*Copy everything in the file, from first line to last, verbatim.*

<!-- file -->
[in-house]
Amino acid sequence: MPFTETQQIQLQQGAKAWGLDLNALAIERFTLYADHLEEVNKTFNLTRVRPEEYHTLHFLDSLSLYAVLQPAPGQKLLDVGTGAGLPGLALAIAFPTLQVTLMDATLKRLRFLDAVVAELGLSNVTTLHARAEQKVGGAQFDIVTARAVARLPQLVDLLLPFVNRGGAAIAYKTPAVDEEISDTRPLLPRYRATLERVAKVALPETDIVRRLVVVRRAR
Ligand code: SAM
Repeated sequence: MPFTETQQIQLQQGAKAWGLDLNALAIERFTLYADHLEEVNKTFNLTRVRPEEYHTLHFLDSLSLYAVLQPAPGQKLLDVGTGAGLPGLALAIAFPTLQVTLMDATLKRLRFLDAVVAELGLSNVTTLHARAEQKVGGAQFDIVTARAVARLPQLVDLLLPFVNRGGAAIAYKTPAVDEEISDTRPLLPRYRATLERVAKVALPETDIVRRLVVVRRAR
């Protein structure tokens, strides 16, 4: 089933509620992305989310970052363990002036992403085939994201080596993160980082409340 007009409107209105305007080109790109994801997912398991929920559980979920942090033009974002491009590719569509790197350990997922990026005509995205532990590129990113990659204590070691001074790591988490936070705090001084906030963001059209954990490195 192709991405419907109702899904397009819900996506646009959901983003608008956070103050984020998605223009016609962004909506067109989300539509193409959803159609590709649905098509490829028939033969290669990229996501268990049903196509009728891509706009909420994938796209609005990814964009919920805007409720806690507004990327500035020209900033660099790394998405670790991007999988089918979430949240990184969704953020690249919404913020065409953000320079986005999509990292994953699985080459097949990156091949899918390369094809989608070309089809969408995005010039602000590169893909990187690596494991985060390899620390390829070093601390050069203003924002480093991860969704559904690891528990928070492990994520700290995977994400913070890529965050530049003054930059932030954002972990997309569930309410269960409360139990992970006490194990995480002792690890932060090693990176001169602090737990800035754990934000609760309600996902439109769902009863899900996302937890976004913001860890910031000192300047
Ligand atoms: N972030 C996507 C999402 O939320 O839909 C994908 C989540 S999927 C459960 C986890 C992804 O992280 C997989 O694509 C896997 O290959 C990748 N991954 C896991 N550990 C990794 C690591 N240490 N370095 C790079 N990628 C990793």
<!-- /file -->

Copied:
[in-house]
Amino acid sequence: MPFTETQQIQLQQGAKAWGLDLNALAIERFTLYADHLEEVNKTFNLTRVRPEEYHTLHFLDSLSLYAVLQPAPGQKLLDVGTGAGLPGLALAIAFPTLQVTLMDATLKRLRFLDAVVAELGLSNVTTLHARAEQKVGGAQFDIVTARAVARLPQLVDLLLPFVNRGGAAIAYKTPAVDEEISDTRPLLPRYRATLERVAKVALPETDIVRRLVVVRRAR
Ligand code: SAM
Repeated sequence: MPFTETQQIQLQQGAKAWGLDLNALAIERFTLYADHLEEVNKTFNLTRVRPEEYHTLHFLDSLSLYAVLQPAPGQKLLDVGTGAGLPGLALAIAFPTLQVTLMDATLKRLRFLDAVVAELGLSNVTTLHARAEQKVGGAQFDIVTARAVARLPQLVDLLLPFVNRGGAAIAYKTPAVDEEISDTRPLLPRYRATLERVAKVALPETDIVRRLVVVRRAR
């Protein structure tokens, strides 16, 4: 089933509620992305989310970052363990002036992403085939994201080596993160980082409340 007009409107209105305007080109790109994801997912398991929920559980979920942090033009974002491009590719569509790197350990997922990026005509995205532990590129990113990659204590070691001074790591988490936070705090001084906030963001059209954990490195 192709991405419907109702899904397009819900996506646009959901983003608008956070103050984020998605223009016609962004909506067109989300539509193409959803159609590709649905098509490829028939033969290669990229996501268990049903196509009728891509706009909420994938796209609005990814964009919920805007409720806690507004990327500035020209900033660099790394998405670790991007999988089918979430949240990184969704953020690249919404913020065409953000320079986005999509990292994953699985080459097949990156091949899918390369094809989608070309089809969408995005010039602000590169893909990187690596494991985060390899620390390829070093601390050069203003924002480093991860969704559904690891528990928070492990994520700290995977994400913070890529965050530049003054930059932030954002972990997309569930309410269960409360139990992970006490194990995480002792690890932060090693990176001169602090737990800035754990934000609760309600996902439109769902009863899900996302937890976004913001860890910031000192300047
Ligand atoms: N972030 C996507 C999402 O939320 O839909 C994908 C989540 S999927 C459960 C986890 C992804 O992280 C997989 O694509 C896997 O290959 C990748 N991954 C896991 N550990 C990794 C690591 N240490 N370095 C790079 N990628 C990793």